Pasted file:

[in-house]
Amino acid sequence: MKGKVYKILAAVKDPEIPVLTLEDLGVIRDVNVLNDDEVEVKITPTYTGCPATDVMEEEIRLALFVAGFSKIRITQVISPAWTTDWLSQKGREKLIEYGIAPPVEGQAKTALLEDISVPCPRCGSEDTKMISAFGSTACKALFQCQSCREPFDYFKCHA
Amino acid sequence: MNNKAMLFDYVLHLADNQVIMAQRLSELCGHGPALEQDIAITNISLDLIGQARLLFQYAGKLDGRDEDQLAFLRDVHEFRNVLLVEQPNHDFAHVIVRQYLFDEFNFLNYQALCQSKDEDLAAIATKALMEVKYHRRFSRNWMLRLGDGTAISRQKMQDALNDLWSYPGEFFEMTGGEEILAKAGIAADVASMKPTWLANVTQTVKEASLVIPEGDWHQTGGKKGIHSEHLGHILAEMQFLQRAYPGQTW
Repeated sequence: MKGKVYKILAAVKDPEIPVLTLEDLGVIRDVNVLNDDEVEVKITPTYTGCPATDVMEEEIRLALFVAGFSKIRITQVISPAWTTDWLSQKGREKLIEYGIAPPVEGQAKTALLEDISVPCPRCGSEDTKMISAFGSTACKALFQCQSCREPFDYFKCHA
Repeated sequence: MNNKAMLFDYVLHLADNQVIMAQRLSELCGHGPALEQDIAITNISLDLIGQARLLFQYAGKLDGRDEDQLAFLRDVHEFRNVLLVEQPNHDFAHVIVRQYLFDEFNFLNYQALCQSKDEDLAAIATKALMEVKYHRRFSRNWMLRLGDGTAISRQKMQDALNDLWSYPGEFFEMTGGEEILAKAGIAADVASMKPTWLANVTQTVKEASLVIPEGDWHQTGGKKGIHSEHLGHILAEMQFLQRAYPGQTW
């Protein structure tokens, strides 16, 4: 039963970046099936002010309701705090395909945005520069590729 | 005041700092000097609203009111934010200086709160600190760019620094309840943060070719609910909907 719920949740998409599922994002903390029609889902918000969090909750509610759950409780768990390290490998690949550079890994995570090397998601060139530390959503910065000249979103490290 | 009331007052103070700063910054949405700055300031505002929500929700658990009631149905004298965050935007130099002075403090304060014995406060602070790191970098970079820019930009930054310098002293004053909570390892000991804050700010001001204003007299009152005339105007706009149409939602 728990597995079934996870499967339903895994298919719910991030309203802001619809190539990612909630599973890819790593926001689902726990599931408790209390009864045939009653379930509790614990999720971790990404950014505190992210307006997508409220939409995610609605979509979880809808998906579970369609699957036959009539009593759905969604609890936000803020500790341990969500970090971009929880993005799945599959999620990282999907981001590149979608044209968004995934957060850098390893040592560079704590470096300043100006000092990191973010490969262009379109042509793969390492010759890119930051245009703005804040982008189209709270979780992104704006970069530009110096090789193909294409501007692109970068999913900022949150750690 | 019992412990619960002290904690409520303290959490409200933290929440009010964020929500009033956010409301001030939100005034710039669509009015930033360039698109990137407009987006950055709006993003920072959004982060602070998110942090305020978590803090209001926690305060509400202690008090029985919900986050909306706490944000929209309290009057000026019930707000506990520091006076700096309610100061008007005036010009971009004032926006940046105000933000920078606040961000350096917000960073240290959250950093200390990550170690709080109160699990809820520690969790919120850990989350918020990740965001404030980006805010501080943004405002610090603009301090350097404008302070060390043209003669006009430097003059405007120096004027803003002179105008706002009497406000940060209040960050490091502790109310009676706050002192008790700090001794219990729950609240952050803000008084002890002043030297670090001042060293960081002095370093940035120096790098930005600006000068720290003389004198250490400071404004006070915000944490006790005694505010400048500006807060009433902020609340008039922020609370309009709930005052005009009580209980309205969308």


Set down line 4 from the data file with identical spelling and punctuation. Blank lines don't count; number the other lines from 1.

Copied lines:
Repeated sequence: MKGKVYKILAAVKDPEIPVLTLEDLGVIRDVNVLNDDEVEVKITPTYTGCPATDVMEEEIRLALFVAGFSKIRITQVISPAWTTDWLSQKGREKLIEYGIAPPVEGQAKTALLEDISVPCPRCGSEDTKMISAFGSTACKALFQCQSCREPFDYFKCHA